Forgotten Greens of Scotland
Forgotten Greens of Scotland

Welcome To Peebleshire.


Broughton Golf Club.  Instituted 1898. 

   “A meeting of those persons interested in the formation of a golf club was held in the Central School on Tuesday evening. There was a fairly large and representative turnout. Mr Robb, Gala Lodge, who has taken a leading interest in the inception of the movement, was voted to the chair, and explained the object of the meeting.

      It had long been felt that the want of suitable facilities for recreation among visitors was acting injuriously on the standing of Broughton as one of the minor summer resorts, house-letting being often hampered by the want of a public golf course. After some discussion, it was agreed to form a club, and a committee of Ladies and Gentlemen was nominated to make arrangements, with Mr T. Tudhope, Broughton Place, as Secretary and Treasurer. The committee thereafter met and discussed ways and means”

(PA 30.6/1904).

   “One of the greatest changes that have taken place in the social life of this as of every other parish has been produced by the Motor Car.

   When we were young, we “ Legged” it to a picnic, even on top of Broadlaw. Now, we cannot go for a round on the course of the Public-Spirited tenant of Cloverhill without motoring to the damfoot. There is a distinct golf flavour about this expression. Talking about golf, one of the social events of the season took place on Saturday in the shape of a golf match between visitors and residents. The match consisted of foursomes, and ended in favour of the residents by five matches to two. In addition to the players, a large gathering of Ladies and Gentlemen assembled to grace the proceedings. Tea was provided by Mrs Hannay and Mrs McEachin.”    (PAd 7.8.1909)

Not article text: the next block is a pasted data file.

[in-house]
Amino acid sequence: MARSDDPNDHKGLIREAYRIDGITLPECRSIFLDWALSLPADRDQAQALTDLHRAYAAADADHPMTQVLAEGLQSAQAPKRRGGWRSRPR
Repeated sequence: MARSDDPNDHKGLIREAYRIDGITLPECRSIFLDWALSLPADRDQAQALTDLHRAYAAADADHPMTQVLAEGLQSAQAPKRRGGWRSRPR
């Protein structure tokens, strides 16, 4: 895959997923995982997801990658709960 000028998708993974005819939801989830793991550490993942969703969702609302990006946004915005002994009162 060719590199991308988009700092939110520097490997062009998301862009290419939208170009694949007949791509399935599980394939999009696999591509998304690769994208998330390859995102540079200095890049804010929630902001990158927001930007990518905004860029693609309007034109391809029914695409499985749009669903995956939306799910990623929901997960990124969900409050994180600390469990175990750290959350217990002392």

Spooky Or What !


A story written by Alfie about one of our typical Saturday excursions


It was a glorious summer's day and I was taking the sun at the back of the house when Harry appeared about mid-day. The usual topic of conversation ensued from which was always delivered the days plan of attack ! So I searched through my notes and came across what was by now, an age old entry - BROUGHTON (?).

And so it was decided, that for this day, we would attempt to uncover the long forgotton facts of Broughton golf course. A mission which would, regretably, start from absolute scratch due to our complete lack of information.